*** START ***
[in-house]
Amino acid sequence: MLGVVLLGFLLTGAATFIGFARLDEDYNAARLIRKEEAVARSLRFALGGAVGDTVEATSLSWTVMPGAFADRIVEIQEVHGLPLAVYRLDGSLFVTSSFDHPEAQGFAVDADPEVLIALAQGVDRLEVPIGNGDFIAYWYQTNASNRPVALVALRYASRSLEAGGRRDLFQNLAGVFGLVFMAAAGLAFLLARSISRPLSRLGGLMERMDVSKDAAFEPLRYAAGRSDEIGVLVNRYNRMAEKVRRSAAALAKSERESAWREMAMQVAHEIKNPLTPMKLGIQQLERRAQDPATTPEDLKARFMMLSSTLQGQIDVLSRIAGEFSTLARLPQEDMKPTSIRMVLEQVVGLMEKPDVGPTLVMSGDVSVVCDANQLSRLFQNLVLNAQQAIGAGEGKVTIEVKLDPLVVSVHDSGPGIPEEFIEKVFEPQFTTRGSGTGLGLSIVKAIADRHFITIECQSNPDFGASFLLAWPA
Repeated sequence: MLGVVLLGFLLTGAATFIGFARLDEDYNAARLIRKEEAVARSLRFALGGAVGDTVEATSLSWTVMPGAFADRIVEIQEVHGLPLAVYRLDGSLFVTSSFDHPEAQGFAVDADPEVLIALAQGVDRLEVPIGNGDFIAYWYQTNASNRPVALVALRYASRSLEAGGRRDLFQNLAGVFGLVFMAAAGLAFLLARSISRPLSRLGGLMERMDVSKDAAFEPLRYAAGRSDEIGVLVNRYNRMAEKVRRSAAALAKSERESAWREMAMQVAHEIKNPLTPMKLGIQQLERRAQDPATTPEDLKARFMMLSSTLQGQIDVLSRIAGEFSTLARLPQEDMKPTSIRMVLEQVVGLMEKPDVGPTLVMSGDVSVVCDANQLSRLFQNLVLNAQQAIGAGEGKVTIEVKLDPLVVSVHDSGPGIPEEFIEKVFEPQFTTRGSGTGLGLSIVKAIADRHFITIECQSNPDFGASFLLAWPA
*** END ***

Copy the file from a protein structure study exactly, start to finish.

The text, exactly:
[in-house]
Amino acid sequence: MLGVVLLGFLLTGAATFIGFARLDEDYNAARLIRKEEAVARSLRFALGGAVGDTVEATSLSWTVMPGAFADRIVEIQEVHGLPLAVYRLDGSLFVTSSFDHPEAQGFAVDADPEVLIALAQGVDRLEVPIGNGDFIAYWYQTNASNRPVALVALRYASRSLEAGGRRDLFQNLAGVFGLVFMAAAGLAFLLARSISRPLSRLGGLMERMDVSKDAAFEPLRYAAGRSDEIGVLVNRYNRMAEKVRRSAAALAKSERESAWREMAMQVAHEIKNPLTPMKLGIQQLERRAQDPATTPEDLKARFMMLSSTLQGQIDVLSRIAGEFSTLARLPQEDMKPTSIRMVLEQVVGLMEKPDVGPTLVMSGDVSVVCDANQLSRLFQNLVLNAQQAIGAGEGKVTIEVKLDPLVVSVHDSGPGIPEEFIEKVFEPQFTTRGSGTGLGLSIVKAIADRHFITIECQSNPDFGASFLLAWPA
Repeated sequence: MLGVVLLGFLLTGAATFIGFARLDEDYNAARLIRKEEAVARSLRFALGGAVGDTVEATSLSWTVMPGAFADRIVEIQEVHGLPLAVYRLDGSLFVTSSFDHPEAQGFAVDADPEVLIALAQGVDRLEVPIGNGDFIAYWYQTNASNRPVALVALRYASRSLEAGGRRDLFQNLAGVFGLVFMAAAGLAFLLARSISRPLSRLGGLMERMDVSKDAAFEPLRYAAGRSDEIGVLVNRYNRMAEKVRRSAAALAKSERESAWREMAMQVAHEIKNPLTPMKLGIQQLERRAQDPATTPEDLKARFMMLSSTLQGQIDVLSRIAGEFSTLARLPQEDMKPTSIRMVLEQVVGLMEKPDVGPTLVMSGDVSVVCDANQLSRLFQNLVLNAQQAIGAGEGKVTIEVKLDPLVVSVHDSGPGIPEEFIEKVFEPQFTTRGSGTGLGLSIVKAIADRHFITIECQSNPDFGASFLLAWPA